Horrible.

    I am so sorry for that baby, and for this mom. I think this poor lady was simply reaching out in order to be told it wasn’t her fault, or the fault of HB. It is too new, the grief and loss to fresh, for her to be blaming anyone but herself, which is normal no matter what happened. Hopefully, in time, she will realize that she was failed by a so called MW, not by herself.

    I mean, 4 days of labor and a 15 HOUR transition? No ways that is normal, but I am sure the “MW” told her it was FINE. Just like Shahzads mom.

    • attitude devant

      The story is shockingly similar to Shahzad’s. Poor sweet prince lost two ago last week. Love to his loving parents!

  • Amy M

    I read through the comments…there were a decent number suggesting that 1)she wait a good interval before becoming pregnant again and 2)that she have future babies in the hospital, vbac or csection. Even a midwife on there said that. Of course there were also the moron brigade suggesting herbs and a no-sugar diet, ’cause that’ll solve everything.

    Not only are they stupid, but they come across as really insensitive as well, and they are always getting upset when they see that Dr. Amy has posted links to those stories here—we’re always so hateful when we discuss them, but it is A-OK to say things like “Next time, lay off the sugar, mama. My last homebirth went fine, and my baby was over 10lbs! It was all because I didn’t eat sugar and I drank lots of red-raspberry leaf tea. That must be what you did wrong. Hang in there mama, you’ll get it right next time.”

    • stacey

      EXACTLY.
      WE say, “I’m sorry” or “Your MW was at fault”, or even “you were lied too”, but never “You just didn’t do x,y,z”

    • Expat in Germany

      “Hang in there mama, you’ll get it right next time” says the lady who pushes out 10 lb babies in minutes to a woman with an android pelvis who just lost a baby due to cpd. They have no way of knowing if it was cpd or if the baby’s head just got stuck transversely. I be the ob she saw in the hospital knows and that is why he told her not to try again. It is so easy to give dangerous advice when the consequences don’t affect you at all. It is morally criminal.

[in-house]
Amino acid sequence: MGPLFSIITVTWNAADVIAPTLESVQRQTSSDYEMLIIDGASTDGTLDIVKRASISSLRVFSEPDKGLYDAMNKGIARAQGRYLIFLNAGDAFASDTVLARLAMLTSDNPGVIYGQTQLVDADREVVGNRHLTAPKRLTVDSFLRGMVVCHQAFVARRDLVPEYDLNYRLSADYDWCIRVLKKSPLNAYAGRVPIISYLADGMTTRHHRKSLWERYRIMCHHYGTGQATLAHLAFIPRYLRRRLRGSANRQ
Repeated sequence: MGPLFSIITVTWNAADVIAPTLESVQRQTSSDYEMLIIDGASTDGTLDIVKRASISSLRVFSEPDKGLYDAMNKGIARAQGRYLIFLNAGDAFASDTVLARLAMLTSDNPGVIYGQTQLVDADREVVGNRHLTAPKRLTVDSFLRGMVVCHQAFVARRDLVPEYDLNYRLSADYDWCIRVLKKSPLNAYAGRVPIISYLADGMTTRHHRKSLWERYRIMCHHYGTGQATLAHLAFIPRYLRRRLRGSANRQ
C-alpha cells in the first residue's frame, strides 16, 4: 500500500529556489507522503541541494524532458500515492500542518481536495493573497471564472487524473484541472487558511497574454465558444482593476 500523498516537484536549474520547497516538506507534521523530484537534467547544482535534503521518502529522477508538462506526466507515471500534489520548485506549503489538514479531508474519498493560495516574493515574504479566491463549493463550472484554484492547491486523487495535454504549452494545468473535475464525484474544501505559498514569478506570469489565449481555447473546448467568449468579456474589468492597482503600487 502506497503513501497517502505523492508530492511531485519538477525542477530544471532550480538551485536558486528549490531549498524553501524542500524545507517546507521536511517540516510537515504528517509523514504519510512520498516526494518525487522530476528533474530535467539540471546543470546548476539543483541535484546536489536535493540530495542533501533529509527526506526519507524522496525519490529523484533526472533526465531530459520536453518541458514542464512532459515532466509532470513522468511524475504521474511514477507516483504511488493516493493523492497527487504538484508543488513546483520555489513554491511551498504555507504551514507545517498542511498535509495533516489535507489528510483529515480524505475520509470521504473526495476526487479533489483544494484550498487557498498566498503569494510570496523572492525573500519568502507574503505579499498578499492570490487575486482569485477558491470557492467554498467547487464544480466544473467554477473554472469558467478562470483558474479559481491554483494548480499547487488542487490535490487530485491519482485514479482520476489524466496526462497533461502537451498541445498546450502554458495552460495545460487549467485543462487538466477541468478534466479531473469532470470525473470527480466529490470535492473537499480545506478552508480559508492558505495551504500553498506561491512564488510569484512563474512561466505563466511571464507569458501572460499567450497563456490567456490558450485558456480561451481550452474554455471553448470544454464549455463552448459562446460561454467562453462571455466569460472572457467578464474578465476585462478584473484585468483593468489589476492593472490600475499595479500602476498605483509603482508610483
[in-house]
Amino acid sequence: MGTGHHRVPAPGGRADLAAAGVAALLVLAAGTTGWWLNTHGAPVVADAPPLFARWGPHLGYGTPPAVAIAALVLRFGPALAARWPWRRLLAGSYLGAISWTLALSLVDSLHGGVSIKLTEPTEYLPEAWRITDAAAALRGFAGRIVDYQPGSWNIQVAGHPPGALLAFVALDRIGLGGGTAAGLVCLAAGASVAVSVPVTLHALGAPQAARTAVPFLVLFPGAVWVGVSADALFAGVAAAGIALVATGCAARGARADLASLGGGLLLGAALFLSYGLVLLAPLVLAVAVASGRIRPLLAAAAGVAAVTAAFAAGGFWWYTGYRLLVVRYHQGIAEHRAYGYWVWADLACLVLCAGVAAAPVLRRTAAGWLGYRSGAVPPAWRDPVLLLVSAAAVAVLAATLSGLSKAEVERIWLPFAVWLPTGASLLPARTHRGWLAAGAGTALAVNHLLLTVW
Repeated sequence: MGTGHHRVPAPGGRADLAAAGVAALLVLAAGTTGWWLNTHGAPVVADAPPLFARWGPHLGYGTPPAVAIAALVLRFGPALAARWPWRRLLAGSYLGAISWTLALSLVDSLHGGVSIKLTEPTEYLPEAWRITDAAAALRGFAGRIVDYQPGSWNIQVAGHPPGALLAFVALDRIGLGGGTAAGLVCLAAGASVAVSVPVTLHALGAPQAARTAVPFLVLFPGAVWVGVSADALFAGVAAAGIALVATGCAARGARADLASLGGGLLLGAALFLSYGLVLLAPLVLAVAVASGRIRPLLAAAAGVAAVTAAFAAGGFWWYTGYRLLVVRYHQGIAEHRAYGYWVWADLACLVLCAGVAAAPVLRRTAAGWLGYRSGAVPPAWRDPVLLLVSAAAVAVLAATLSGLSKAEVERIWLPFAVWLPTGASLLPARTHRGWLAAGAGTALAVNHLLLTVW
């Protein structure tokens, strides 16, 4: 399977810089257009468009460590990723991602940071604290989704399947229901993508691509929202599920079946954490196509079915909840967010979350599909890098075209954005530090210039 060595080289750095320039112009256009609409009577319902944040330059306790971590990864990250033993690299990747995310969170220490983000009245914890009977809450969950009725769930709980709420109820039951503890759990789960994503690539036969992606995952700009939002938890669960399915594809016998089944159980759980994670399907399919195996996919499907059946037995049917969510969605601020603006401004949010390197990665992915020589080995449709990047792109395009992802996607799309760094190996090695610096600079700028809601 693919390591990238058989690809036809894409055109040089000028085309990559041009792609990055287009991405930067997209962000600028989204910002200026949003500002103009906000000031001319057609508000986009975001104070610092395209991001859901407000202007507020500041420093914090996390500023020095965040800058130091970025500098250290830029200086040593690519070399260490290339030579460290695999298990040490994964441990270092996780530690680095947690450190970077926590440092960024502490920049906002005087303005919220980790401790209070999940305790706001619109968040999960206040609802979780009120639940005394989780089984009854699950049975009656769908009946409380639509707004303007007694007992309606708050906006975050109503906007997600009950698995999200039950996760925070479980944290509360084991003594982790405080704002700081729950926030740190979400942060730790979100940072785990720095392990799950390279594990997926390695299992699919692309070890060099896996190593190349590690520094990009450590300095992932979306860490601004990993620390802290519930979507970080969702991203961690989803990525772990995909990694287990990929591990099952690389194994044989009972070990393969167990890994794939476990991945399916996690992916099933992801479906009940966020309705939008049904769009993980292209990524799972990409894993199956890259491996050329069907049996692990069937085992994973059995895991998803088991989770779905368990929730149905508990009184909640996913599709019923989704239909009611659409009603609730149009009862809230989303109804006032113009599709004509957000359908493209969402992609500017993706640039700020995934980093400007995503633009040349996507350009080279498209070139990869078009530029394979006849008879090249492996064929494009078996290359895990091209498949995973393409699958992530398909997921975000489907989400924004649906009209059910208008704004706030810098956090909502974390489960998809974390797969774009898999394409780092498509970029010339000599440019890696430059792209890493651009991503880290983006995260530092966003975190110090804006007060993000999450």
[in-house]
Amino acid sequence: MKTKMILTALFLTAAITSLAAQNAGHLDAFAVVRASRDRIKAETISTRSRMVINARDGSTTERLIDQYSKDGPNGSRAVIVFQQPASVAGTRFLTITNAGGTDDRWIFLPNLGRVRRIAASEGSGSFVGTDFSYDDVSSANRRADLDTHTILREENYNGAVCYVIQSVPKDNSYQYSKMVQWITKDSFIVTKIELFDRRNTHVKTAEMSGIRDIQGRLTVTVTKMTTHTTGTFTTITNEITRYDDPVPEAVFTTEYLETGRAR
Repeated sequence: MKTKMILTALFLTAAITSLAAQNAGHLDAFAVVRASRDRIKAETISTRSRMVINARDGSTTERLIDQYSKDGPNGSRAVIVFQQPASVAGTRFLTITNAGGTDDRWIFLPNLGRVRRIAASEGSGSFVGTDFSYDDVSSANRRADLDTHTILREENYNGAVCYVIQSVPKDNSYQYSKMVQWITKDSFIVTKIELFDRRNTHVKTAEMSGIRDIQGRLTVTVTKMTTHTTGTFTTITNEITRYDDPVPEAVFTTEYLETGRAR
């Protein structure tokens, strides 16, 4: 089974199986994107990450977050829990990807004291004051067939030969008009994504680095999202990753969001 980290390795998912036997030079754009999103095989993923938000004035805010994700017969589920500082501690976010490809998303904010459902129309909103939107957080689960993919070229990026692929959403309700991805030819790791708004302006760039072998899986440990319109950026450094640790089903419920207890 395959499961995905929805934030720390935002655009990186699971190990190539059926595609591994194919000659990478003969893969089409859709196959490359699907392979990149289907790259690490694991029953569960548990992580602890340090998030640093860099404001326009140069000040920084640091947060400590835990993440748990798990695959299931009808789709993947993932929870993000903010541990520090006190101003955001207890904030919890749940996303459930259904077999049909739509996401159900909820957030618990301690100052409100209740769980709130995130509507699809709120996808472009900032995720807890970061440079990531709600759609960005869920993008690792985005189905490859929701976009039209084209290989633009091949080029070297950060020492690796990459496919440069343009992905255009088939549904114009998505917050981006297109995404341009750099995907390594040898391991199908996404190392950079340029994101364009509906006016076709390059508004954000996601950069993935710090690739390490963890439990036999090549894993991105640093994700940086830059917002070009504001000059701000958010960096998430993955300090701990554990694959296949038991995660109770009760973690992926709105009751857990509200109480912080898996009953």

• Gene

    Did Heather Baker actually recommend trying to make her next baby IUGR? What happened to “your body can’t grow a baby too big to birth”?

    And why are untested and unregulated herbs considered safe, but FDA regulated drugs are not? If natural is your goal, well, Opium is natural. Digitlis is natural, Salicylic acid is natural, Ephedra is natural, Ipecac is natural! And each one can kill you. So much for natural!

    • Therese

      I don’t think dropping bread from your diet usually results in IUGR.

      If the mom was suffering from gestational diabetes, no bread might not be bad advice. When I had gd bread was the one thing I couldn’t handle eating. Of course, the better advice would be to be tested for gd.

      • Gene

        Per the post, baby was 10lbs. So much larger than average. And, again per her post, no GD (though not sure if that was because she didn’t or because she just didn’t test for it). My 2nd was 11lbs and I didn’t have GD (and tested twice). Telling mom to have a goal of eating less in order to have a smaller baby makes me a bit concerned, though.

        • Therese

          She didn’t say eat less, though. She said don’t eat bread. She could still eat just as many calories in other foods.

          I still think it is insufficient advice, but I’m just not seeing how it’s going to lead to IUGR.

          • Amy M

            I wonder why she didn’t just suggest that woman take up smoking.

          • The Computer Ate My Nym

            All natural tobacco only, of course.

          • Therese

            Yes, I actually almost said something about that. That’s what my grandmother did after her first was 11 lbs. She smoked for her next pregnancies and ate very little food and ended up with 7 lb babies.

  • Therese

    Herbs are probably referring to things like black/blue cohosh that are known to stimulate the uterus. I think they can really work, people are known to successfully have DIY abortions with these substances, so I can imagine they would actually decrease labor time. The thing I don’t understand why someone would think it was safer than pitocin.

    • Lilly de Lure

      Just goes to show that the only thing worse than a herbal remedy that does nothing, is one that does something!

    • The Computer Ate My Nym

      Cohosh has been associated with stroke, heart attacks, and other complications during labor. And may be a teratogen. Not safe by any stretch of the imagination.

  • The Computer Ate My Nym

    Ugh. If it was malpositioning of the fetus, then there is nothing she can do to stop it from happening again. I was totally healthy during pregnancy, except for some nausea throughout. I worked up to the 9th month, swam and walked every day up to the day I went into labor…and nearly died from a malpositioned fetus and chorioamnionitis from rupture of membranes. it just happens, as far as I know. No way to prevent it, certainly not with herbs, brewer’s yeast, positive thinking, or whatever else is in fashion this week.